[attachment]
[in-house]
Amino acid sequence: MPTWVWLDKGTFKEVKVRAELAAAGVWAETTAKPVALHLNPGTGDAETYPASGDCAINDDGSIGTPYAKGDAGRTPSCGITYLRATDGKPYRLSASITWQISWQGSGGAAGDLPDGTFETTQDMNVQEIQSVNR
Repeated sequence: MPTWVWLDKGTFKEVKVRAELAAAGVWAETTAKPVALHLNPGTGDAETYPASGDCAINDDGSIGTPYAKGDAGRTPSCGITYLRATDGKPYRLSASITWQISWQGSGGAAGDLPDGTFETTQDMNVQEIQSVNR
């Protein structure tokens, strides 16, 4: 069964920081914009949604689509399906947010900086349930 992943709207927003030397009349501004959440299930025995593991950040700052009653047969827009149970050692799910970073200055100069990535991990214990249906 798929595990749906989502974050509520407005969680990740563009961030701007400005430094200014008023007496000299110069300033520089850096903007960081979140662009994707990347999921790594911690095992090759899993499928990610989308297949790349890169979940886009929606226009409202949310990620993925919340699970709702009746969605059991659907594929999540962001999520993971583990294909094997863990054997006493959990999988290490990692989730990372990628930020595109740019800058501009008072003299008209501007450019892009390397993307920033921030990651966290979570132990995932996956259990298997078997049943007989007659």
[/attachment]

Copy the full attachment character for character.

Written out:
[in-house]
Amino acid sequence: MPTWVWLDKGTFKEVKVRAELAAAGVWAETTAKPVALHLNPGTGDAETYPASGDCAINDDGSIGTPYAKGDAGRTPSCGITYLRATDGKPYRLSASITWQISWQGSGGAAGDLPDGTFETTQDMNVQEIQSVNR
Repeated sequence: MPTWVWLDKGTFKEVKVRAELAAAGVWAETTAKPVALHLNPGTGDAETYPASGDCAINDDGSIGTPYAKGDAGRTPSCGITYLRATDGKPYRLSASITWQISWQGSGGAAGDLPDGTFETTQDMNVQEIQSVNR
């Protein structure tokens, strides 16, 4: 069964920081914009949604689509399906947010900086349930 992943709207927003030397009349501004959440299930025995593991950040700052009653047969827009149970050692799910970073200055100069990535991990214990249906 798929595990749906989502974050509520407005969680990740563009961030701007400005430094200014008023007496000299110069300033520089850096903007960081979140662009994707990347999921790594911690095992090759899993499928990610989308297949790349890169979940886009929606226009409202949310990620993925919340699970709702009746969605059991659907594929999540962001999520993971583990294909094997863990054997006493959990999988290490990692989730990372990628930020595109740019800058501009008072003299008209501007450019892009390397993307920033921030990651966290979570132990995932996956259990298997078997049943007989007659």